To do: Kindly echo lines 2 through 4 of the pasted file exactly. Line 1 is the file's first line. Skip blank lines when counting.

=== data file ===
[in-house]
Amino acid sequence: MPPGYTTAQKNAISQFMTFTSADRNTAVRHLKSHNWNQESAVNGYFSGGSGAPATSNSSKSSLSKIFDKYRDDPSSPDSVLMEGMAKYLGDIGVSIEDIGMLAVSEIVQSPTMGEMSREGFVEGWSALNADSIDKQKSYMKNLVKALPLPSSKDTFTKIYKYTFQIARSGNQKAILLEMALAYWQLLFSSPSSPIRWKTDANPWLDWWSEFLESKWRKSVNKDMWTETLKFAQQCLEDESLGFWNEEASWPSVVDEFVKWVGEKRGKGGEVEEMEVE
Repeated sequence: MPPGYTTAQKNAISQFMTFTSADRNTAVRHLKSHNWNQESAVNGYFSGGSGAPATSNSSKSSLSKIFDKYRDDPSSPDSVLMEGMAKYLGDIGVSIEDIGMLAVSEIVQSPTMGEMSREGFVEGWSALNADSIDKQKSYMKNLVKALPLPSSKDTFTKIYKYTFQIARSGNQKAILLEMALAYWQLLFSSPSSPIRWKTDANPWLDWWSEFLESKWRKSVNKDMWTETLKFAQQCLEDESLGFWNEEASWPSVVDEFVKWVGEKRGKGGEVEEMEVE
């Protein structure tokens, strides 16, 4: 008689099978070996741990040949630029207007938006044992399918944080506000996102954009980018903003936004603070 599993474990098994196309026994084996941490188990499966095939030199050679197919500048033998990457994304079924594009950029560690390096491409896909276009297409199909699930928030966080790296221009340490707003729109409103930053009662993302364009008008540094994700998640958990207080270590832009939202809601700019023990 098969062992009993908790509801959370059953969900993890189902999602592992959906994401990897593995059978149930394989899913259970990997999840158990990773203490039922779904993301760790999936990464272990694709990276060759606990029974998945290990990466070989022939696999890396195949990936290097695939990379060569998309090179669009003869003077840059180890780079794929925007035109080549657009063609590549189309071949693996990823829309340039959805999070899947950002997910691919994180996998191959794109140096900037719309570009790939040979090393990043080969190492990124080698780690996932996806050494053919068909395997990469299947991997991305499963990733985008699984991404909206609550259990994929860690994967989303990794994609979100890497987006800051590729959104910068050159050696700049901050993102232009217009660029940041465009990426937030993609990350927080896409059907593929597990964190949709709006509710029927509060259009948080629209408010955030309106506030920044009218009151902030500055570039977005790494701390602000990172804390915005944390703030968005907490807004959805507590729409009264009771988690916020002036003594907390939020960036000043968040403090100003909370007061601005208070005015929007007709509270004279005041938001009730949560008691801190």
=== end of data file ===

Amino acid sequence: MPPGYTTAQKNAISQFMTFTSADRNTAVRHLKSHNWNQESAVNGYFSGGSGAPATSNSSKSSLSKIFDKYRDDPSSPDSVLMEGMAKYLGDIGVSIEDIGMLAVSEIVQSPTMGEMSREGFVEGWSALNADSIDKQKSYMKNLVKALPLPSSKDTFTKIYKYTFQIARSGNQKAILLEMALAYWQLLFSSPSSPIRWKTDANPWLDWWSEFLESKWRKSVNKDMWTETLKFAQQCLEDESLGFWNEEASWPSVVDEFVKWVGEKRGKGGEVEEMEVE
Repeated sequence: MPPGYTTAQKNAISQFMTFTSADRNTAVRHLKSHNWNQESAVNGYFSGGSGAPATSNSSKSSLSKIFDKYRDDPSSPDSVLMEGMAKYLGDIGVSIEDIGMLAVSEIVQSPTMGEMSREGFVEGWSALNADSIDKQKSYMKNLVKALPLPSSKDTFTKIYKYTFQIARSGNQKAILLEMALAYWQLLFSSPSSPIRWKTDANPWLDWWSEFLESKWRKSVNKDMWTETLKFAQQCLEDESLGFWNEEASWPSVVDEFVKWVGEKRGKGGEVEEMEVE
């Protein structure tokens, strides 16, 4: 008689099978070996741990040949630029207007938006044992399918944080506000996102954009980018903003936004603070 599993474990098994196309026994084996941490188990499966095939030199050679197919500048033998990457994304079924594009950029560690390096491409896909276009297409199909699930928030966080790296221009340490707003729109409103930053009662993302364009008008540094994700998640958990207080270590832009939202809601700019023990 098969062992009993908790509801959370059953969900993890189902999602592992959906994401990897593995059978149930394989899913259970990997999840158990990773203490039922779904993301760790999936990464272990694709990276060759606990029974998945290990990466070989022939696999890396195949990936290097695939990379060569998309090179669009003869003077840059180890780079794929925007035109080549657009063609590549189309071949693996990823829309340039959805999070899947950002997910691919994180996998191959794109140096900037719309570009790939040979090393990043080969190492990124080698780690996932996806050494053919068909395997990469299947991997991305499963990733985008699984991404909206609550259990994929860690994967989303990794994609979100890497987006800051590729959104910068050159050696700049901050993102232009217009660029940041465009990426937030993609990350927080896409059907593929597990964190949709709006509710029927509060259009948080629209408010955030309106506030920044009218009151902030500055570039977005790494701390602000990172804390915005944390703030968005907490807004959805507590729409009264009771988690916020002036003594907390939020960036000043968040403090100003909370007061601005208070005015929007007709509270004279005041938001009730949560008691801190």